The Central Bank made a surprise move Wednesday night of dropping the floor of its “crawling band” exchange-rate system by 4%, or 20 colones.
Technically, that means the colón’s value against the dollar has a wider space to fluctuate in the Costa Rican market without the Central Bank intervening to influence it by buying or selling dollars.
Practically, however, it means the value of the colón will likely go up against the dollar, as the colón has been pushing against the floor of the band for some time, and a drop in that floor means the colón is likely to follow.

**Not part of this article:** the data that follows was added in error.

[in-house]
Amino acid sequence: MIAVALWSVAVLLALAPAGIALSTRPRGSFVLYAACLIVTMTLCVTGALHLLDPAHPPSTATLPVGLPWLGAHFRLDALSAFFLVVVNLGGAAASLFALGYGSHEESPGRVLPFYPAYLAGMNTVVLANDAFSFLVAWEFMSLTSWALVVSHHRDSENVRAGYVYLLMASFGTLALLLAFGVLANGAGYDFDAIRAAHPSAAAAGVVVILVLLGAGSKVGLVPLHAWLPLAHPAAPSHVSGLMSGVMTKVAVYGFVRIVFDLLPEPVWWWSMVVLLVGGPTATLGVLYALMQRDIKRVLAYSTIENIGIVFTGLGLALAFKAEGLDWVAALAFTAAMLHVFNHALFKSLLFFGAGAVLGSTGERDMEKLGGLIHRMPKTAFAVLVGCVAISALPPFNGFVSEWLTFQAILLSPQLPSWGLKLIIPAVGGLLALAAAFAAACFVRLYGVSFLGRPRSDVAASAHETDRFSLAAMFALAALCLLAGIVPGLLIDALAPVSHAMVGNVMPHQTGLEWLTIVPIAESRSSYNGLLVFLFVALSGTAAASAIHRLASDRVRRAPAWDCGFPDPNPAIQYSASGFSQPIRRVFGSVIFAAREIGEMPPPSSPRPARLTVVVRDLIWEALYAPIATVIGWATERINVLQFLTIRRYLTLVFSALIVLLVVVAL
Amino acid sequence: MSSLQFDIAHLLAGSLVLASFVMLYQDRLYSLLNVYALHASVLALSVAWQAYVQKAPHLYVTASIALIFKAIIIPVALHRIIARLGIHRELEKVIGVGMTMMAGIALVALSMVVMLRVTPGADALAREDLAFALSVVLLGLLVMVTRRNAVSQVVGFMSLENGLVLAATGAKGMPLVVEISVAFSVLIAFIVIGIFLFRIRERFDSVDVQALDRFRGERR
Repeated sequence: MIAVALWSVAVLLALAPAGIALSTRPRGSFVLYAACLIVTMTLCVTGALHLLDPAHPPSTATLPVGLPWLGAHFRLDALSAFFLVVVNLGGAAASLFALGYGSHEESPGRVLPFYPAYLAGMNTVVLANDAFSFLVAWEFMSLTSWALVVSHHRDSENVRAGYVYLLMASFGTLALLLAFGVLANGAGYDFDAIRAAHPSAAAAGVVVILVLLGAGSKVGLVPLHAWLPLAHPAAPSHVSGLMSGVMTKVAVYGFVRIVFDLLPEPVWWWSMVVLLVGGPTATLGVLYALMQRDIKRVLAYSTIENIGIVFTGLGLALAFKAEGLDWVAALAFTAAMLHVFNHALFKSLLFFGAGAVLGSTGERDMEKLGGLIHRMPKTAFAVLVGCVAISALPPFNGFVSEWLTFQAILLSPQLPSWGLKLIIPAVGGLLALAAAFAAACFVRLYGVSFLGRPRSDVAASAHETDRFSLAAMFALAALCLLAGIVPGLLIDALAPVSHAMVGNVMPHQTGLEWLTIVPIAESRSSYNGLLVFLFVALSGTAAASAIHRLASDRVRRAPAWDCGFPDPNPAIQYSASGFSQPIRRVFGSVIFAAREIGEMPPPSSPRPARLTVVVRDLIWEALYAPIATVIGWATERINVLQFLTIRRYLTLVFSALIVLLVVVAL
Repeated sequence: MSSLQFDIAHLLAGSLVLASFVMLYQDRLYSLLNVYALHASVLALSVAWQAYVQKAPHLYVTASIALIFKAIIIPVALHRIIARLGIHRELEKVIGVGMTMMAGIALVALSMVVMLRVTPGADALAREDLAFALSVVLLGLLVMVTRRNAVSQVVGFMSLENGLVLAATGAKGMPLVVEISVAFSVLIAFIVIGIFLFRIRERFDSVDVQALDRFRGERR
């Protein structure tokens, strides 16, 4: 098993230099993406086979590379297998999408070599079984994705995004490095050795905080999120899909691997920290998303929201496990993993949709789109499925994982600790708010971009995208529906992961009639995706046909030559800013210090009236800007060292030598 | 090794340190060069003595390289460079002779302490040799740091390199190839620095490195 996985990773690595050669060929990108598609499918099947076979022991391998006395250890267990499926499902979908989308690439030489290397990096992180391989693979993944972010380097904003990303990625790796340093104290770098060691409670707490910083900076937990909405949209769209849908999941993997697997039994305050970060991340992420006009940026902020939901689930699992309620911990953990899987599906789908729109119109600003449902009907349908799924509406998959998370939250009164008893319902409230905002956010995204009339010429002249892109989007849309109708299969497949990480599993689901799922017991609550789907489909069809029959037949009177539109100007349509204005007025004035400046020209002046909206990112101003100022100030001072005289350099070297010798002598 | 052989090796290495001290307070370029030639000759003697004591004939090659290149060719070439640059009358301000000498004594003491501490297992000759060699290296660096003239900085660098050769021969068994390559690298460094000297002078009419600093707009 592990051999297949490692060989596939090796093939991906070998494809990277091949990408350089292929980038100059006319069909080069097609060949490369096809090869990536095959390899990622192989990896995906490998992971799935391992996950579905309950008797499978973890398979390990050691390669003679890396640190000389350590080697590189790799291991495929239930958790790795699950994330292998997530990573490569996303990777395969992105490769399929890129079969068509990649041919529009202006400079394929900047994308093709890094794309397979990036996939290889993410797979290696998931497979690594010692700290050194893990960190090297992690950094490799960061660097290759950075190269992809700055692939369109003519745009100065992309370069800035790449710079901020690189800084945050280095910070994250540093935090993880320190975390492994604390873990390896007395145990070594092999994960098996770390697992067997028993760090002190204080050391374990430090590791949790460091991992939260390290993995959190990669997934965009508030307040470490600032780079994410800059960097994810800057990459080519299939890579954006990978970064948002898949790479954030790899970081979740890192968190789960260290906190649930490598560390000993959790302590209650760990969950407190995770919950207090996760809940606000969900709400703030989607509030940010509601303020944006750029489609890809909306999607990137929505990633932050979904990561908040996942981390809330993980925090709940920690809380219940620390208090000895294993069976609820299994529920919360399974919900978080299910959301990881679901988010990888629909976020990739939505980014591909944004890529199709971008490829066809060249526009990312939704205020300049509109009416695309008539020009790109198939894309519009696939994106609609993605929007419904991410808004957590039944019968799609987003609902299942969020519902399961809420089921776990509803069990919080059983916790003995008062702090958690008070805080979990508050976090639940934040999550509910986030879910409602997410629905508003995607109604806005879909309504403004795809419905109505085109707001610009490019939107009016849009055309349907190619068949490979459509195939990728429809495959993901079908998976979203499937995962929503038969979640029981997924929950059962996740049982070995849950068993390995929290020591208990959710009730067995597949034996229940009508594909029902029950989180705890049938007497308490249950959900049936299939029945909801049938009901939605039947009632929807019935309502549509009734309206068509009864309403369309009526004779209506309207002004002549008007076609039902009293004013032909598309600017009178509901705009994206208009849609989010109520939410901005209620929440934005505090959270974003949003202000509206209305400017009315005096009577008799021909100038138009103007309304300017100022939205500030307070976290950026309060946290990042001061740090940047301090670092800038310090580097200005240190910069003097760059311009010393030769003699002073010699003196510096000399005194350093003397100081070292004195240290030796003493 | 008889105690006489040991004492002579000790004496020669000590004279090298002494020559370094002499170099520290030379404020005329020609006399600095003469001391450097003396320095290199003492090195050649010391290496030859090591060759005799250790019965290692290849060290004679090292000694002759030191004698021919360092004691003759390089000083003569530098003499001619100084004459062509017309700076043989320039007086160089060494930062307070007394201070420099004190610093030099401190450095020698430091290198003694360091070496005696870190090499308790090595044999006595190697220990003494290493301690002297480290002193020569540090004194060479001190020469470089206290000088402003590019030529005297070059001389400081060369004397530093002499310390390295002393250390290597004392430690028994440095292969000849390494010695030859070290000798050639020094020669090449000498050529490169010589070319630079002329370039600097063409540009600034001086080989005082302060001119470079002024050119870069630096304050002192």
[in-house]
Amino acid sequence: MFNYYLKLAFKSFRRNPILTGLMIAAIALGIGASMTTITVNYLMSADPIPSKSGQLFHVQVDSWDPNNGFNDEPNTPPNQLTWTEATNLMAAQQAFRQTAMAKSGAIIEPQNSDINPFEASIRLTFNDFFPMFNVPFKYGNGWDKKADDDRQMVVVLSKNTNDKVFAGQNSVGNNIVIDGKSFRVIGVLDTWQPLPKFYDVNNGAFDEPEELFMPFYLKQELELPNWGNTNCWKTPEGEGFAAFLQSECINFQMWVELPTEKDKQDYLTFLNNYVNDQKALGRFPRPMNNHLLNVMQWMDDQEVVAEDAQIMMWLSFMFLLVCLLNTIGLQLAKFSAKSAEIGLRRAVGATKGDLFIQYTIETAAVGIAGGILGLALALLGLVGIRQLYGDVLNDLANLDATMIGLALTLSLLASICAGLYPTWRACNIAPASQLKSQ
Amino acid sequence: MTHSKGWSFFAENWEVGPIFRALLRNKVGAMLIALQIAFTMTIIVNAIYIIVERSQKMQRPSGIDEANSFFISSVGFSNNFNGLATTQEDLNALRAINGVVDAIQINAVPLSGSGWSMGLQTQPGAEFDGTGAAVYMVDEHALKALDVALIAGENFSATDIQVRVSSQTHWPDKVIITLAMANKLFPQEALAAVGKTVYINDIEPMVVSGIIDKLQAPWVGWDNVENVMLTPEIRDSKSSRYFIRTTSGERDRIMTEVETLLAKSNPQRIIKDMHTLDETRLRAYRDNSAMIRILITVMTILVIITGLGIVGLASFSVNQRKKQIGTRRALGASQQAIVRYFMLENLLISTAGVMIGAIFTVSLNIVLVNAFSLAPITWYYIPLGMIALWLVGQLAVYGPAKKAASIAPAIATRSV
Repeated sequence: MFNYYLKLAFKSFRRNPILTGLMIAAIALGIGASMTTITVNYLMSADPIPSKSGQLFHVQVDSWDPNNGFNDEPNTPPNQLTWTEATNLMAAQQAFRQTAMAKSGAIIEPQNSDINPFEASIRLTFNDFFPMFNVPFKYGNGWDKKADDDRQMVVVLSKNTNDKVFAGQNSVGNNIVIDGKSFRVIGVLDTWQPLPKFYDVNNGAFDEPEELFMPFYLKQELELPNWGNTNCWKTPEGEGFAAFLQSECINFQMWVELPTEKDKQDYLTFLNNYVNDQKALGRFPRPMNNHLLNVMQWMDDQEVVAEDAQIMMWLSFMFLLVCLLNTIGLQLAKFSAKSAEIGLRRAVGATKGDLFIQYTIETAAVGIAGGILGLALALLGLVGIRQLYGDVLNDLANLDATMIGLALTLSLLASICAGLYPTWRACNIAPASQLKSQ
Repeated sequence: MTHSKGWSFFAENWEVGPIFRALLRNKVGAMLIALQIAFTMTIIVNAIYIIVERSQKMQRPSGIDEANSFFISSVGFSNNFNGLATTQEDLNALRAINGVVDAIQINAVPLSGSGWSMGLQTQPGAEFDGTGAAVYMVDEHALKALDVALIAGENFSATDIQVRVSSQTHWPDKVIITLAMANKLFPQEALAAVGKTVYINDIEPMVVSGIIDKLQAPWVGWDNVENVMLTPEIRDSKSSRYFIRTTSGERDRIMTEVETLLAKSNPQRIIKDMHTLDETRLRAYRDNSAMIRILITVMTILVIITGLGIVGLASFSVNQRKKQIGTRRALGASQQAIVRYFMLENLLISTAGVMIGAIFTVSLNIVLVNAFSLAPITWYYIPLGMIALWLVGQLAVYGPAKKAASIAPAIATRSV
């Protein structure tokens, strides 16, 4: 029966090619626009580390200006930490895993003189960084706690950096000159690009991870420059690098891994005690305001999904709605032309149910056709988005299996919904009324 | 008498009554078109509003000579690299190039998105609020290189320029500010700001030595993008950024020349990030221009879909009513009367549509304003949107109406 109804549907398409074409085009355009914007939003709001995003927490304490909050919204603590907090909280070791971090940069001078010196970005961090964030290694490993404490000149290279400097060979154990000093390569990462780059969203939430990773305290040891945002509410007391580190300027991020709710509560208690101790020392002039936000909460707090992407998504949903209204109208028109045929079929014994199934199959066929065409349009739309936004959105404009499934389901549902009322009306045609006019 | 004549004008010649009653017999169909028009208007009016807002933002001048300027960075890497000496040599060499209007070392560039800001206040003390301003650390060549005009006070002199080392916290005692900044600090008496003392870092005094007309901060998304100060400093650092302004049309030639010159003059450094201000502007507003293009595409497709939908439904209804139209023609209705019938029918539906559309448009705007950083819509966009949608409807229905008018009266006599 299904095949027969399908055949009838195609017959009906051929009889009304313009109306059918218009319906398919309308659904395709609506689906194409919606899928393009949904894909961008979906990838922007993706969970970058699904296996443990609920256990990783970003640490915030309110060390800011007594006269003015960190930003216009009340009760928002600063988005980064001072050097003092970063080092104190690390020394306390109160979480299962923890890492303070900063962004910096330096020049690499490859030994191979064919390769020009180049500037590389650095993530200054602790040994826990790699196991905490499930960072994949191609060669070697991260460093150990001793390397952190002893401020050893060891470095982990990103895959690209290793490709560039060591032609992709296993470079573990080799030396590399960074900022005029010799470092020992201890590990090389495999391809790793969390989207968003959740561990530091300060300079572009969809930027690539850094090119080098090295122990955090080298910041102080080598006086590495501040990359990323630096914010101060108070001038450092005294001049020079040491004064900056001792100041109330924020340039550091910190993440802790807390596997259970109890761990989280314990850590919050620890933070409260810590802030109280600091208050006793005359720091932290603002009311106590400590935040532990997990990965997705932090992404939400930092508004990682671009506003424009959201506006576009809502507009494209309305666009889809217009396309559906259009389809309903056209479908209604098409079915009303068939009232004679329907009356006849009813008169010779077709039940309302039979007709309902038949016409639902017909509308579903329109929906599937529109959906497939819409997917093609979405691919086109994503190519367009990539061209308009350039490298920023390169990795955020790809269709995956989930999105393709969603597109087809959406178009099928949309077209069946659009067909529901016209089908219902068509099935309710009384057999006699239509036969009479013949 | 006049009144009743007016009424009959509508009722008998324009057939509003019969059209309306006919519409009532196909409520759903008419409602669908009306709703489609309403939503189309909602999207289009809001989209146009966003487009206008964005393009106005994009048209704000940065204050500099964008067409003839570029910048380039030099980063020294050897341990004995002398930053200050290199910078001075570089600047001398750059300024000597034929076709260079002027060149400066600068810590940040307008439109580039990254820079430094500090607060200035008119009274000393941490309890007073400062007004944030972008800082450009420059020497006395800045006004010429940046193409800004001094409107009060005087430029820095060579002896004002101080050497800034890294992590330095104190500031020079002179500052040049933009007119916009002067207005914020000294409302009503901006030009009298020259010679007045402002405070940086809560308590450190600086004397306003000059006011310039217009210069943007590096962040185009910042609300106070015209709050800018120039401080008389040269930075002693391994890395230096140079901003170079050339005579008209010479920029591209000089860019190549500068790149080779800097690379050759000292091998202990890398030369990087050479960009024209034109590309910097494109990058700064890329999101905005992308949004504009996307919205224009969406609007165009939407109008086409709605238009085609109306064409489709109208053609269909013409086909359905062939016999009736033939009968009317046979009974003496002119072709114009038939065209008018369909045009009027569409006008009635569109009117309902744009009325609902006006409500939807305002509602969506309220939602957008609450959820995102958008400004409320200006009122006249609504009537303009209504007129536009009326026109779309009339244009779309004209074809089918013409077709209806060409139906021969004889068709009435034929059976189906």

Central Bank president Francisco de Paula Gutiérrez said he expected exchange rates to vary – possibly widely – from bank to bank while the market adjusts to the change.
As of press time, Banco Nacional was buying dollars at 495 and selling them at 500, while private bank BAC San José was buying dollars at 497.37 and selling them at 512.